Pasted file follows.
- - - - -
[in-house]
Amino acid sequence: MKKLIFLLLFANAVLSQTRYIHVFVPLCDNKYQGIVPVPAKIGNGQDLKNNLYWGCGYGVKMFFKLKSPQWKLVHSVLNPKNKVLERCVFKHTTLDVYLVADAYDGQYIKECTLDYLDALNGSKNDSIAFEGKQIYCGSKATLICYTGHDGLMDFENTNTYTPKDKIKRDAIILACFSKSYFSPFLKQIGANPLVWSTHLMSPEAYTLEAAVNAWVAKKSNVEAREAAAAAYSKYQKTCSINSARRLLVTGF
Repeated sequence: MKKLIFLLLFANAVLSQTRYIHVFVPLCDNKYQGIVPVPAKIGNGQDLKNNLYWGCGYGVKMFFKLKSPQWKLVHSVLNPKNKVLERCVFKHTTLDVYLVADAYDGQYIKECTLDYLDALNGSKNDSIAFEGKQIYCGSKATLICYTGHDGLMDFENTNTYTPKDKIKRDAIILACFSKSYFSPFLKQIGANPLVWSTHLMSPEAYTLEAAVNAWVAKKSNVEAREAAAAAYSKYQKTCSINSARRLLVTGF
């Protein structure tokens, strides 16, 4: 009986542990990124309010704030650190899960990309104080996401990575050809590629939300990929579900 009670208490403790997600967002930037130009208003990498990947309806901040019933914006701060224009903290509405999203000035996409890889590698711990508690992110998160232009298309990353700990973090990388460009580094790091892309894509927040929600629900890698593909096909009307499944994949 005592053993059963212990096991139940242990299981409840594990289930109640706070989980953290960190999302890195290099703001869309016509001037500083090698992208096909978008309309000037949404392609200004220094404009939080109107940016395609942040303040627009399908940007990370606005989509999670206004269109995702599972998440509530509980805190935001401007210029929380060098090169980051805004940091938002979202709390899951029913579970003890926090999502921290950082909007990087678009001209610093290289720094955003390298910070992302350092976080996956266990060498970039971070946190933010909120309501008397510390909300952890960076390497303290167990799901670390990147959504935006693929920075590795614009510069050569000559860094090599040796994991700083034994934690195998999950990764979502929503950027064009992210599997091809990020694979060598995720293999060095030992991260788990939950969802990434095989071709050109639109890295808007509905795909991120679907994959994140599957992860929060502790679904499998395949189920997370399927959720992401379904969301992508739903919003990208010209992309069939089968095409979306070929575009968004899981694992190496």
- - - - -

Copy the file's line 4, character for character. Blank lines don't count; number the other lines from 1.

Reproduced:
């Protein structure tokens, strides 16, 4: 009986542990990124309010704030650190899960990309104080996401990575050809590629939300990929579900 009670208490403790997600967002930037130009208003990498990947309806901040019933914006701060224009903290509405999203000035996409890889590698711990508690992110998160232009298309990353700990973090990388460009580094790091892309894509927040929600629900890698593909096909009307499944994949 005592053993059963212990096991139940242990299981409840594990289930109640706070989980953290960190999302890195290099703001869309016509001037500083090698992208096909978008309309000037949404392609200004220094404009939080109107940016395609942040303040627009399908940007990370606005989509999670206004269109995702599972998440509530509980805190935001401007210029929380060098090169980051805004940091938002979202709390899951029913579970003890926090999502921290950082909007990087678009001209610093290289720094955003390298910070992302350092976080996956266990060498970039971070946190933010909120309501008397510390909300952890960076390497303290167990799901670390990147959504935006693929920075590795614009510069050569000559860094090599040796994991700083034994934690195998999950990764979502929503950027064009992210599997091809990020694979060598995720293999060095030992991260788990939950969802990434095989071709050109639109890295808007509905795909991120679907994959994140599957992860929060502790679904499998395949189920997370399927959720992401379904969301992508739903919003990208010209992309069939089968095409979306070929575009968004899981694992190496």